If old buildings could talk, what stories they would have to tell!
And the Greenwood Hotel on 300 North Main in Eureka, Kansas, could tell its fair share of tales of railroads and cowboys, oil men and visionaries, neglect and preservation.
It all started in the days of cattle drives, when Texas Longhorns filled up the summer pastures to fatten on bluestem grass before being loaded onto train cars to be shipped east. In 1879, a branch of the Santa Fe Railroad was completed as far as Eureka to pick up some of these cattle. The Missouri Pacific followed in 1882.
Railroads and cattle brought quite a bit of business to the town, and residents decided that they needed a hotel. The Eureka Hotel Company was formed on August 4, 1882. Charles W. Squires of Emporia was hired as architect later that year, and work began in March 1883.
The new hotel was to be called “Greenwood Hotel” in honor of Greenwood County, of which Eureka is the seat. Greenwood County was in turn named for Alfred B. Greenwood, Commissioner of Indian Affairs under President James Buchanan.
Slowly the Greenwood Hotel took shape, a brick-and-limestone structure rising three stories high and containing 43 boarding rooms. It was completed in October 1883 at a cost of $23,000. A grand opening ball was held on March 7, 1884, and the hotel began its long history of useful service.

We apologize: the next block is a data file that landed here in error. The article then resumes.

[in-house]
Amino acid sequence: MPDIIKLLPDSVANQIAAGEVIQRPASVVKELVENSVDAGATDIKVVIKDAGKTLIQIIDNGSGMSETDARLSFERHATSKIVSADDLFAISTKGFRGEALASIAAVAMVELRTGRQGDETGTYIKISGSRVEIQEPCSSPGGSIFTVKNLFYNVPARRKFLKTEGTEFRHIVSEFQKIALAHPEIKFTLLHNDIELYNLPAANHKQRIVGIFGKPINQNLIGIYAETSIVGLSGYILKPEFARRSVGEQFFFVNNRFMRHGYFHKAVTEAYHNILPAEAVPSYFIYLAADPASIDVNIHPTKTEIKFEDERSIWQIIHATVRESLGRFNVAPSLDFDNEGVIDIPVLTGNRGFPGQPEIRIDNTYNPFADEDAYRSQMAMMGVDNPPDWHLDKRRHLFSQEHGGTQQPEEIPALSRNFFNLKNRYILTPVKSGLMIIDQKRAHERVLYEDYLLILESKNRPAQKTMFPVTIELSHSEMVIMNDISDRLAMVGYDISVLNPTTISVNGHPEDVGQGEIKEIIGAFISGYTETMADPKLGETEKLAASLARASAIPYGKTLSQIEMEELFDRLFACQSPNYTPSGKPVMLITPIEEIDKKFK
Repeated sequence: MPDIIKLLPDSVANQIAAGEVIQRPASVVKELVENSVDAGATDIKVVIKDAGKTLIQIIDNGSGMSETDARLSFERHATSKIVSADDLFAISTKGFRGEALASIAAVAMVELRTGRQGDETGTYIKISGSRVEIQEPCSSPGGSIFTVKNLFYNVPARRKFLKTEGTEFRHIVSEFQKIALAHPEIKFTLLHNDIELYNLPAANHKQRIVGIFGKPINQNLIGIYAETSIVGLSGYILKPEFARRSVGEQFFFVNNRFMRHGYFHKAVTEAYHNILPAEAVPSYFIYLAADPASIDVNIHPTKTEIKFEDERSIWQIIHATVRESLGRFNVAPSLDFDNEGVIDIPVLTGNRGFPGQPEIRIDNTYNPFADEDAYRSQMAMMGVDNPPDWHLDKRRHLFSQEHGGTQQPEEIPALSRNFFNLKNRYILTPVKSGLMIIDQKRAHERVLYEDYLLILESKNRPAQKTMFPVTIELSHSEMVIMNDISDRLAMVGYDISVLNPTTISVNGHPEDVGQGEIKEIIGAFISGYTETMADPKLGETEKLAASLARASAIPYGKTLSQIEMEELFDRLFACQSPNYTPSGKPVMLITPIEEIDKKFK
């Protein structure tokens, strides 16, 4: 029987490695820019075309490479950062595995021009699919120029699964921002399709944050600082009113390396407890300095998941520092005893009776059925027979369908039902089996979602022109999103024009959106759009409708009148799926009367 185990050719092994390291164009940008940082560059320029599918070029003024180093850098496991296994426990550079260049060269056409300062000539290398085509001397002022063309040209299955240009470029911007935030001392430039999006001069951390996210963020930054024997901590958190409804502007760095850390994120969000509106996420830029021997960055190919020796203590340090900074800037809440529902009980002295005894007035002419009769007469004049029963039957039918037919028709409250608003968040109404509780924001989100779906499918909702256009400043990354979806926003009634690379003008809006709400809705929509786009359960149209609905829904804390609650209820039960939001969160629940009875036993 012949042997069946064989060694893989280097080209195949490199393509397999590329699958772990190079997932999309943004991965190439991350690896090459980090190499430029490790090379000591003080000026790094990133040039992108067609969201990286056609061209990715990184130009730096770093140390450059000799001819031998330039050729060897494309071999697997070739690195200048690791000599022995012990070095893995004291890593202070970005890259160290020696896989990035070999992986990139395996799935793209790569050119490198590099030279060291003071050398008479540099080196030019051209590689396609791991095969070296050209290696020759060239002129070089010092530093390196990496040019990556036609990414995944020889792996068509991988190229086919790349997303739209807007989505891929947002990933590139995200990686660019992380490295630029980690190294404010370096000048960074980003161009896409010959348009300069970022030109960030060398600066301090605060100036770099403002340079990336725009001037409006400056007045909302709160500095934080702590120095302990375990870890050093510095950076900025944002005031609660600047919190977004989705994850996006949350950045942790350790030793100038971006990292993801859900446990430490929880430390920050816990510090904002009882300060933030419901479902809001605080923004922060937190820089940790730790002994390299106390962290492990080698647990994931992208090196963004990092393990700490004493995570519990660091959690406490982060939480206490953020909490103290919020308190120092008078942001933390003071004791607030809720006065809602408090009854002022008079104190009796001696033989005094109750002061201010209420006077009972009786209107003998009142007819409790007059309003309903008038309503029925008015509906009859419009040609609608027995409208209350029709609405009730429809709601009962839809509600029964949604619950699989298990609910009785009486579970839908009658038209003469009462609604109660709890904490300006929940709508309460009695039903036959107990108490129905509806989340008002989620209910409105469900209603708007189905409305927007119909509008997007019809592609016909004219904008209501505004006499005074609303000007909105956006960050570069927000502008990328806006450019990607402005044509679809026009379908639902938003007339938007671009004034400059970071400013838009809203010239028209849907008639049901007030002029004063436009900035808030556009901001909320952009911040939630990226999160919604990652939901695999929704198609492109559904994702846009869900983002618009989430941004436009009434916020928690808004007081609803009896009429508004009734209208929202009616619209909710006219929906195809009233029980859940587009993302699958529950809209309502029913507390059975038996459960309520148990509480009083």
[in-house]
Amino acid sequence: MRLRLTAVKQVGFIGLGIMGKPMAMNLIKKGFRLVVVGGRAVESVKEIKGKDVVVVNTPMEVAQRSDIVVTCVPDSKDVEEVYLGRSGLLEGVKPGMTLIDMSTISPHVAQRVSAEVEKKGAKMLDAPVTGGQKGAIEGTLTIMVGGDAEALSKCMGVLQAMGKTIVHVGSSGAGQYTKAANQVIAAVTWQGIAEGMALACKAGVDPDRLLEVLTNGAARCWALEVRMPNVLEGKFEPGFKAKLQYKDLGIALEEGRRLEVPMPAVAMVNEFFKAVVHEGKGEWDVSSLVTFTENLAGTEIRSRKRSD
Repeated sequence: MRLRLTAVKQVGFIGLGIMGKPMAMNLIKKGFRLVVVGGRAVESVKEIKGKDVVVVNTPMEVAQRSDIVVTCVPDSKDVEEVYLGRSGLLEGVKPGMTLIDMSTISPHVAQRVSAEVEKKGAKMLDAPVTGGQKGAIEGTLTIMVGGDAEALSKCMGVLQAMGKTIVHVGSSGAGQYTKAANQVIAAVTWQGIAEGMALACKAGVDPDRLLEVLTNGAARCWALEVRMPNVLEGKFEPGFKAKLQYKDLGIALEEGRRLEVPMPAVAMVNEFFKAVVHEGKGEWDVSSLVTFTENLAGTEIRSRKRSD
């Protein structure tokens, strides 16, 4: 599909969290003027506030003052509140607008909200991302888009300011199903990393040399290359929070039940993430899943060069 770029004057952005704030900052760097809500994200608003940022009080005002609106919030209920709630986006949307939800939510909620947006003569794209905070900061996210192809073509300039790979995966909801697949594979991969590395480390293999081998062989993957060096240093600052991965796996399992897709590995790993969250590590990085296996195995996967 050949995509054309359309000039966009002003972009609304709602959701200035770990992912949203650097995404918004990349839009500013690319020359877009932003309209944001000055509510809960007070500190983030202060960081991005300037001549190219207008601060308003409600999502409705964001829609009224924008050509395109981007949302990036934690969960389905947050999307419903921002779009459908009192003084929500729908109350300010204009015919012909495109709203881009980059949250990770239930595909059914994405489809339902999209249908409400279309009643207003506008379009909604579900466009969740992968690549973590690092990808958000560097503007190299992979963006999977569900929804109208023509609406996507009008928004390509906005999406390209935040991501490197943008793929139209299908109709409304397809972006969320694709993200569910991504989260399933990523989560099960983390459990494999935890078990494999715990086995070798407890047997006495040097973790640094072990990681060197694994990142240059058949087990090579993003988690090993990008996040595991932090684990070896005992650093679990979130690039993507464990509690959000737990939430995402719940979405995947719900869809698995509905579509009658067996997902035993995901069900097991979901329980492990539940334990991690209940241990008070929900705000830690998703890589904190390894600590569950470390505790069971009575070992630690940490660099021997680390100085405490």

Right from the start, the Greenwood Hotel became the place where cattlemen congregated. This practice prevailed even after the cattle-drive era was well over:
The lobby of Eureka’s largest hotel is a sort of small livestock exchange. There are the same men with broad-brimmed hats and whips that the visitor sees in Kansas City’s exchange building in the first floor’s corridors. Always they are “talking cattle.”—Kansas City Star, 1911
By the 1920s, oil barons began to mingle with the local ranchers in the hotel lobby. It has been reported that the Greenwood Hotel saw million-dollar deals made on a regular basis. Between the two thriving industries, Eureka was set for a period of unprecedented prosperity.
Up next: Part 2—Remodeling